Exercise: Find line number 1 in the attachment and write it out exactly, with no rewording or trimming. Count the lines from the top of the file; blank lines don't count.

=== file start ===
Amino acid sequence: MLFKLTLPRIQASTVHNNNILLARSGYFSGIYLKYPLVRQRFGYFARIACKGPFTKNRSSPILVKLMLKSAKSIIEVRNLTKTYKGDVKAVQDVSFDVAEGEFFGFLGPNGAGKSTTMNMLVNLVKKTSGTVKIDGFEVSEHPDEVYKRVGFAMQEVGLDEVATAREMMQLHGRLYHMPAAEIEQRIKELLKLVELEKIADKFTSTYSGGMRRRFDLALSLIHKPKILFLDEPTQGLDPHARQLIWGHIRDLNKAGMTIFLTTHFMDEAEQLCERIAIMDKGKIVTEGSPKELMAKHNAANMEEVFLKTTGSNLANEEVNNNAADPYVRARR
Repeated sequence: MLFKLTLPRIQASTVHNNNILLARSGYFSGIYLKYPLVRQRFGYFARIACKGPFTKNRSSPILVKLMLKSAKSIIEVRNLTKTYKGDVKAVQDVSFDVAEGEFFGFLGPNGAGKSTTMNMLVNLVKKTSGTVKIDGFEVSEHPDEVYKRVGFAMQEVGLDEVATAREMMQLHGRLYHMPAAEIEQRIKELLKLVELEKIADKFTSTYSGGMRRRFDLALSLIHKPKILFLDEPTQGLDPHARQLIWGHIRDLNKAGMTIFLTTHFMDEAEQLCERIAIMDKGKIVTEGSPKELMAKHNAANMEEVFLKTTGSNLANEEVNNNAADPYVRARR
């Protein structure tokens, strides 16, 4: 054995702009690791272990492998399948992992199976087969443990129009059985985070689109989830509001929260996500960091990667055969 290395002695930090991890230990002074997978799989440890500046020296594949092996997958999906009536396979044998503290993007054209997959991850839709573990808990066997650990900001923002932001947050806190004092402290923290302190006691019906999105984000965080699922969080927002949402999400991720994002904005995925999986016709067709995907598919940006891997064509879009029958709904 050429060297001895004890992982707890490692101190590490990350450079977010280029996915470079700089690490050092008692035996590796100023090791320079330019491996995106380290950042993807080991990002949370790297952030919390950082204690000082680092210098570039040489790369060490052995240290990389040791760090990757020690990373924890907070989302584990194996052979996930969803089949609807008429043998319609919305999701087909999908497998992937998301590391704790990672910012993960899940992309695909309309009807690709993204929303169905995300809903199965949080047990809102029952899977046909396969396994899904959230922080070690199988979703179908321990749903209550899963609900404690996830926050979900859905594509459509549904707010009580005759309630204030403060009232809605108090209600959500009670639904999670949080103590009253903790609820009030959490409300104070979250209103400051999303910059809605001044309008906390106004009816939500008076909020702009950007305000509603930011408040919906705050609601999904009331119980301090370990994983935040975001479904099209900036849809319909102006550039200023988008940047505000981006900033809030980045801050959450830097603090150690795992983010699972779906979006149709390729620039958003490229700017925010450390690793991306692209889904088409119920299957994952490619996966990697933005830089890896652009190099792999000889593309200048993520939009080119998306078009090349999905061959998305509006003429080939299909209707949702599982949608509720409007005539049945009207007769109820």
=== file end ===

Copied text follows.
Amino acid sequence: MLFKLTLPRIQASTVHNNNILLARSGYFSGIYLKYPLVRQRFGYFARIACKGPFTKNRSSPILVKLMLKSAKSIIEVRNLTKTYKGDVKAVQDVSFDVAEGEFFGFLGPNGAGKSTTMNMLVNLVKKTSGTVKIDGFEVSEHPDEVYKRVGFAMQEVGLDEVATAREMMQLHGRLYHMPAAEIEQRIKELLKLVELEKIADKFTSTYSGGMRRRFDLALSLIHKPKILFLDEPTQGLDPHARQLIWGHIRDLNKAGMTIFLTTHFMDEAEQLCERIAIMDKGKIVTEGSPKELMAKHNAANMEEVFLKTTGSNLANEEVNNNAADPYVRARR